The Truth about Creatine and “Bloating”

February 25th, 2015
Creatine-Monohydrate

Creatine has proven its worth for years and the only negative thing related to it comes from ill-informed people who have not used it, studied it or who have no clue how to use it.  Let’s clear up all of this “bloating” talk once and for all.

The oxford dictionary defines bloating as this:  To make or become swollen with fluid or gas.  It refers to the abdominal or GI tract.  In regards to creatine, this bloating does not apply.  To understand where the bloating/water retention idea came about, you need to first know how creatine works.  You can read in details what creatine is right here.

A much simpler, yet accurate explanation of what creatine does is this:  Creatine is converted into ATP, which your body uses as the major energy source for high-intensity, short-duration exercise such as strength training.  But there is more to it than that as that hardly explains any bloating ideas.  Creatine also acts as sort of a water magnet.  One of creatine’s properties is its tendency to attract water, and in the body, water will collect in areas where creatine collects, such as in the muscles. This osmotic pull on water accounts for many creatine monohydrate side effects. Excess water stored in the muscles adds to body weight and inflates the muscle mass. There is the water retention/bloating effect.  This is a good kind of water retention.  The water is bloating your muscles and making them larger.  This is not a gut bloat situation.  The weight gain you have is due to your muscle water weight.

Now, there are several other issues that can be raised as far as side effects that people have claimed.  A good hard look at their diet is usually the first place to examine and it’s often the culprit of weight gain.  Before diving in to deep, it must be said that water intake is so incredibly important when taking creatine and when excercising.  This is exceptionally so when adding creatine to your training as creatine pulls that water into the muscles – your whole body needs that water, not just the muscles.  So, be sure that you are first, and foremost, getting enough water in your diet.  The cases of muscle cramping or stomach issues have all been related to a lack of water and dehydration during training.  Other than the water issue, there is your sugar, salt and protein intake.  If you feel like your waist is enlarging, you can’t blame the creatine so you need to take a look at your diet.

Energy drinks – even sporty ones like Gatorade – are a salt and sugar nightmare.  Check the labels and you will find not only the sugar and artificial flavorings but also SALT.  Some have 200-300% of your recommended daily allowance (RDA).  Salt will cause water retention – and now you can attribute that bloated stomach and gut to something.  Check the levels.  Salt is okay and is a natural preservative in foods but it is the amount that makes the difference.  Just because it says it’s for sports or energy doesn’t mean it does your body any good.  Here’s a little known fact:  soft drink manufacturers (to include energy and sports drinks) put a ton of salt in their product because salt makes you thirsty and to cover up the salty taste, they add a ton of sugar.  They are no good for the “body” that you are looking for.  Reduce your sugar and salt intake in drinks and foods (especially fast food and pre-packaged foods).  You can save yourself pounds of unhealthy fat by just reading the labels.  The best advice is always to eat as clean as you can. Try to incorporate more fresh fruits, vegetables and lean protein found in chicken and fish.  Clean is best but also not always possible so if you have to eat on the go, check the sodium and sugar levels and make wise choices.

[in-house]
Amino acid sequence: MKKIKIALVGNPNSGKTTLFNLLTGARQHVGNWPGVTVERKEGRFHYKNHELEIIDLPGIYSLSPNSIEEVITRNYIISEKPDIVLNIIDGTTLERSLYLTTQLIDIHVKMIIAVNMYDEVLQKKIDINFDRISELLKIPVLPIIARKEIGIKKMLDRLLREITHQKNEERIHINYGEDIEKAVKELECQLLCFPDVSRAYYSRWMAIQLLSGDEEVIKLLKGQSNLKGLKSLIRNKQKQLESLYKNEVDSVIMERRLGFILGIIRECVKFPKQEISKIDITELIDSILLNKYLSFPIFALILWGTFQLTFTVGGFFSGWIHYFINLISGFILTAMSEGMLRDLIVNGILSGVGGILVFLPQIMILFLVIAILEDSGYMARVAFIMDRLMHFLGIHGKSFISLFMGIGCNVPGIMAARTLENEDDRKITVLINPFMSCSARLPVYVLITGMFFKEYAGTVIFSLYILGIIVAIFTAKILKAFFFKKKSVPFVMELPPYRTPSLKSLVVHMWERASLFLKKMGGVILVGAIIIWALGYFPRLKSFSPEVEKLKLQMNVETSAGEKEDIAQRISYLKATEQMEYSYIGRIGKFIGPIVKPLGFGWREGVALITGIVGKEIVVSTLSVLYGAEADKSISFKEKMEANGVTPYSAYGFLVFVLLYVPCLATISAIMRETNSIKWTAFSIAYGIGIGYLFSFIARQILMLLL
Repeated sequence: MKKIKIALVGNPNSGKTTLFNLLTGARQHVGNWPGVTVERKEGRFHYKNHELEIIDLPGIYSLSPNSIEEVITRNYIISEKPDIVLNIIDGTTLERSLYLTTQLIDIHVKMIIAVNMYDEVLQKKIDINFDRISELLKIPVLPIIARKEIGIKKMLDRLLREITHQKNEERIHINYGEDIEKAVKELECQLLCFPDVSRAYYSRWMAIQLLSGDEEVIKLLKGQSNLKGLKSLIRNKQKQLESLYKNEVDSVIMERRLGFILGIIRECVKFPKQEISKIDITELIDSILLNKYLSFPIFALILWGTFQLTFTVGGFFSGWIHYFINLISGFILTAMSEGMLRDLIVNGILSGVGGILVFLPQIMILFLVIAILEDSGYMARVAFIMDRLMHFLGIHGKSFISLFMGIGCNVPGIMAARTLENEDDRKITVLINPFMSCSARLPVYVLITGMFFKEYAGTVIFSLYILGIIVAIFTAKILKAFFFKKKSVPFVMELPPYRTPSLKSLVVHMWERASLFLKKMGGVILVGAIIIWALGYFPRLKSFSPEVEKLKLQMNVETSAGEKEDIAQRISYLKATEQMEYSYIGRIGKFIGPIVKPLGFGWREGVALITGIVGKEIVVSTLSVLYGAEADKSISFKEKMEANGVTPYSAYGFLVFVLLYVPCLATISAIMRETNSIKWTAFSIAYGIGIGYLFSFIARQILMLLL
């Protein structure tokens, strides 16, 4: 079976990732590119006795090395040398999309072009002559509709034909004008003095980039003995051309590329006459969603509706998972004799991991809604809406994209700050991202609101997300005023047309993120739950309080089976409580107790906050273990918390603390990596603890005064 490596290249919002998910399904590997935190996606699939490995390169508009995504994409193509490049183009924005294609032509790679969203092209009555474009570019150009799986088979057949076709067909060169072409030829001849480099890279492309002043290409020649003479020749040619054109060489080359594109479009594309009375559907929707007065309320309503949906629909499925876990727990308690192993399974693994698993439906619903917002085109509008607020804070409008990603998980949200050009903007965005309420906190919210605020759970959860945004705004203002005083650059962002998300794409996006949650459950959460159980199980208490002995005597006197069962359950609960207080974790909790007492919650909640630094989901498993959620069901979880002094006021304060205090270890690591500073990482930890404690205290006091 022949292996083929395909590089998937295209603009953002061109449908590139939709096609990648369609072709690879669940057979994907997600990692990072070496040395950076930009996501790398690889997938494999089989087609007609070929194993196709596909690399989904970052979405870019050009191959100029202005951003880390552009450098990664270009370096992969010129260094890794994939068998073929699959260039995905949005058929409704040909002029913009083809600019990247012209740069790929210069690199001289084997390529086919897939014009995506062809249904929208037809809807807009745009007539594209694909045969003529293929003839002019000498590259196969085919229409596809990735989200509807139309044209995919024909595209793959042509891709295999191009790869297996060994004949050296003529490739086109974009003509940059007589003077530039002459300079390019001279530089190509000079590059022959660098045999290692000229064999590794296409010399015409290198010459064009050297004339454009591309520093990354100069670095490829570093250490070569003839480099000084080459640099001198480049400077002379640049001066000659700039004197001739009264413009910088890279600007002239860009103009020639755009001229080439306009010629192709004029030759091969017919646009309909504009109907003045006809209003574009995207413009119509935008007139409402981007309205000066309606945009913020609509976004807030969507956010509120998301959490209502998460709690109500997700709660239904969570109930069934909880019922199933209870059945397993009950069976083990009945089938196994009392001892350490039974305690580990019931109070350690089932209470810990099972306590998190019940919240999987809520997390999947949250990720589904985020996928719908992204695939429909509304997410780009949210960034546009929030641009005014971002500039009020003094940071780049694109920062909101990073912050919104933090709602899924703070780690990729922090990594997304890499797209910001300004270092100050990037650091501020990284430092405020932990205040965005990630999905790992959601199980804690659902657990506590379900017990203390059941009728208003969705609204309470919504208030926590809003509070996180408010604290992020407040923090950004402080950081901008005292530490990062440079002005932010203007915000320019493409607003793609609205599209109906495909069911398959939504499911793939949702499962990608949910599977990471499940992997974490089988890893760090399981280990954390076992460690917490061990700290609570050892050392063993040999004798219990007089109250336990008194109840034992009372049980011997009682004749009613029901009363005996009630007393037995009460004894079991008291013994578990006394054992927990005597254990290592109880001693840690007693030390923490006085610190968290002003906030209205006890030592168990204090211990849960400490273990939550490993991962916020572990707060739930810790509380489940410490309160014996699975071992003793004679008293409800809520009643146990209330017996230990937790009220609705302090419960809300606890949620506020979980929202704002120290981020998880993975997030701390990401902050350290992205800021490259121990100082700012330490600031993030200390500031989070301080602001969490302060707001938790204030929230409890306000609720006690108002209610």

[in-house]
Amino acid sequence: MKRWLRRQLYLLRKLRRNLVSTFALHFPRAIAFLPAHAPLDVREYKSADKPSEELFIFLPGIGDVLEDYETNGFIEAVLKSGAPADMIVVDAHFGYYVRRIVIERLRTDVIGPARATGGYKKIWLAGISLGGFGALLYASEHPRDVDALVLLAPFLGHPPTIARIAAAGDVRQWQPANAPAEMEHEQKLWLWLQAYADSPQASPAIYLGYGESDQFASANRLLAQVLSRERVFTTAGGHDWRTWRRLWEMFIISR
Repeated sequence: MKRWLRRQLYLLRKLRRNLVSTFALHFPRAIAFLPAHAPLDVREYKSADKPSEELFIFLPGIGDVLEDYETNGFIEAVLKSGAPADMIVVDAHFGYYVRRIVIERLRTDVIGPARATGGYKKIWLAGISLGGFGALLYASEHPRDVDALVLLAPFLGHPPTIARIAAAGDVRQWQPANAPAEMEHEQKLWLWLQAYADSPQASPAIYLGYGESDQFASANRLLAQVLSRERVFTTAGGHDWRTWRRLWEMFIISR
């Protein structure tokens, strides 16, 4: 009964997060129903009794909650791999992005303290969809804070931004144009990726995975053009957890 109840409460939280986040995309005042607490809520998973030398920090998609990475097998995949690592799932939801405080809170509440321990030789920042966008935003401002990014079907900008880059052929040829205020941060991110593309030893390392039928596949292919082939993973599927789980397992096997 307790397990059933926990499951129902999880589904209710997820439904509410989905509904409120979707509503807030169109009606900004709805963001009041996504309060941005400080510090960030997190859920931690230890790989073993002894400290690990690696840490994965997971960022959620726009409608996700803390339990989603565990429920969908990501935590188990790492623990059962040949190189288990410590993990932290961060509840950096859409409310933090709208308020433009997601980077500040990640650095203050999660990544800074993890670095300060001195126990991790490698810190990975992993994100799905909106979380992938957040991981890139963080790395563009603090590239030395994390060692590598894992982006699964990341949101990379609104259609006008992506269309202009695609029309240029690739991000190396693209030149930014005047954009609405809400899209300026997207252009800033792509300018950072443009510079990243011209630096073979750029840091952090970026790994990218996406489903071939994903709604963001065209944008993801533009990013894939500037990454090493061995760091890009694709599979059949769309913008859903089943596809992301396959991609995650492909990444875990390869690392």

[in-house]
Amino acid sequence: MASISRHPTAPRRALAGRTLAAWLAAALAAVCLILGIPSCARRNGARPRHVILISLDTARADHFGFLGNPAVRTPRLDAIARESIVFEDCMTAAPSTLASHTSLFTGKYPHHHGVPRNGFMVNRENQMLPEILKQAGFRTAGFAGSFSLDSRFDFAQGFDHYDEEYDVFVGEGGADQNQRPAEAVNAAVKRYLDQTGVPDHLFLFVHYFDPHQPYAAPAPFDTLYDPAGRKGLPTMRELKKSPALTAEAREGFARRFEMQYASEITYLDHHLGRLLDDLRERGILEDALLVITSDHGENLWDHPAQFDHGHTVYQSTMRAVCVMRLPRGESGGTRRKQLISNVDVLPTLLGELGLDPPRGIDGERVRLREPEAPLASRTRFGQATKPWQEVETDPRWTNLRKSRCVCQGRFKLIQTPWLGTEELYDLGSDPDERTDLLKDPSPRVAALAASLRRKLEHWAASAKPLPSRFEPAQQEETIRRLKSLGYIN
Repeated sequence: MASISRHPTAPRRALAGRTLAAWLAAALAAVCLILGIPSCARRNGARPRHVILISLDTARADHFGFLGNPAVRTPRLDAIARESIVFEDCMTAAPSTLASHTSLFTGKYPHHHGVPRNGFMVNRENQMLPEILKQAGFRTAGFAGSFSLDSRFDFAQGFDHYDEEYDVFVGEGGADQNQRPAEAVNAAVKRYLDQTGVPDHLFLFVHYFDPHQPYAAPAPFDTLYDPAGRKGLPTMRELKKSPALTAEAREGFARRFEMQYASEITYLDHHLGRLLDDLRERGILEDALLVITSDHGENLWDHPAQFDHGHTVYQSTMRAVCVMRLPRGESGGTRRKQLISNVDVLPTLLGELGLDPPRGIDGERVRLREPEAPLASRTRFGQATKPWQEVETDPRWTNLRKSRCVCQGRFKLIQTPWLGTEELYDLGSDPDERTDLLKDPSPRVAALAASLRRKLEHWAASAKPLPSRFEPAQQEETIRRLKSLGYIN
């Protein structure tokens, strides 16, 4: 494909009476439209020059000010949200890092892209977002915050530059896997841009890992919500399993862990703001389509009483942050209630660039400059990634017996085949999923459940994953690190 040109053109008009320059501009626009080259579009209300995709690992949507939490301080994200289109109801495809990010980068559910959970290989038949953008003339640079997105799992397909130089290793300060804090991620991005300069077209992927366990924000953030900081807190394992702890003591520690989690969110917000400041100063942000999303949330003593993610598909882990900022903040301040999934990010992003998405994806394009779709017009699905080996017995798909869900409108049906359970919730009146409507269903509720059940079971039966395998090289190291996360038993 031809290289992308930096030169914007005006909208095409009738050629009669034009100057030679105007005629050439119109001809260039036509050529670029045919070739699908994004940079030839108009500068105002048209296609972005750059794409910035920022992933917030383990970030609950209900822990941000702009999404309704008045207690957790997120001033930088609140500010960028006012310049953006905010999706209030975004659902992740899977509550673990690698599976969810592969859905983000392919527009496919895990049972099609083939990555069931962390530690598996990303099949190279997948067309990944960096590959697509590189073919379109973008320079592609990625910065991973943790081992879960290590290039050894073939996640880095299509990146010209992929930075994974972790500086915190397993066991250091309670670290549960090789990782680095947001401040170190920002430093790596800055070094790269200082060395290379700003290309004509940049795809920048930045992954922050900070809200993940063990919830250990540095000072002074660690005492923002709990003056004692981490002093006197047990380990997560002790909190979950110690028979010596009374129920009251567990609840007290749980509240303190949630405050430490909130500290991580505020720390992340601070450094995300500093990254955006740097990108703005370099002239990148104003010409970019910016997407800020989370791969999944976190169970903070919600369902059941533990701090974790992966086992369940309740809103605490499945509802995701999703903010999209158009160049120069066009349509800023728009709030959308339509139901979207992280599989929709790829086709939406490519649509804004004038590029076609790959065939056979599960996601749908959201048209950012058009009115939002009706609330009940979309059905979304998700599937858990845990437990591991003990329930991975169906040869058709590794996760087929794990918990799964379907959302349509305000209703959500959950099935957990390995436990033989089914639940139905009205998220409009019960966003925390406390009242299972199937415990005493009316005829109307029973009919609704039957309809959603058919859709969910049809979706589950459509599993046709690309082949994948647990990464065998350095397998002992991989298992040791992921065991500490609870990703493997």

Another area to check, if you feel you are gaining weight, before you single out creatine, is have you made changes in your training routine.  Are you still working out as hard and as long as before?  Are you keeping cardio a part of your work out?  This is definitely something to consider.

Keeping track of your workouts using a training log is a very simple yet good idea.  The same goes for your eating habits.  These both can make a big difference in your weight.  Sometimes you can be ingesting more than you think – especially on the salt and sugar levels.  There are several free apps online that you can easily use, which have almost all possible foods and drinks already listed in them.  Use them on your computer or phone and keep track of everything you do and eat.

Creatine can cause a bit of weight gain – but it’s exactly where you want it.  You want it to increase your energy. You want water drawn into those muscles, enlarging them as you work out.  This is a good thing and what creatine was intended to do.  It is the safest, most studied, most used supplement today.  The only side effects that have ever been presented are to those who did not hydrate properly. And any “bloating” was quickly remedied with added water.  So if your weight gain is in your gut, chances are it is dietary or training changes.  Creatine is an energy powerhouse and a water magnet – all good things for your body.

So, the next time you hear someone claim that creatine is causing bloating, unless they are flexing their giant guns while saying so, you now know it’s untrue.  You can now act as the expert explaining how creatine causes their muscles to bloat, not the belly, and suggest they check their diet and training.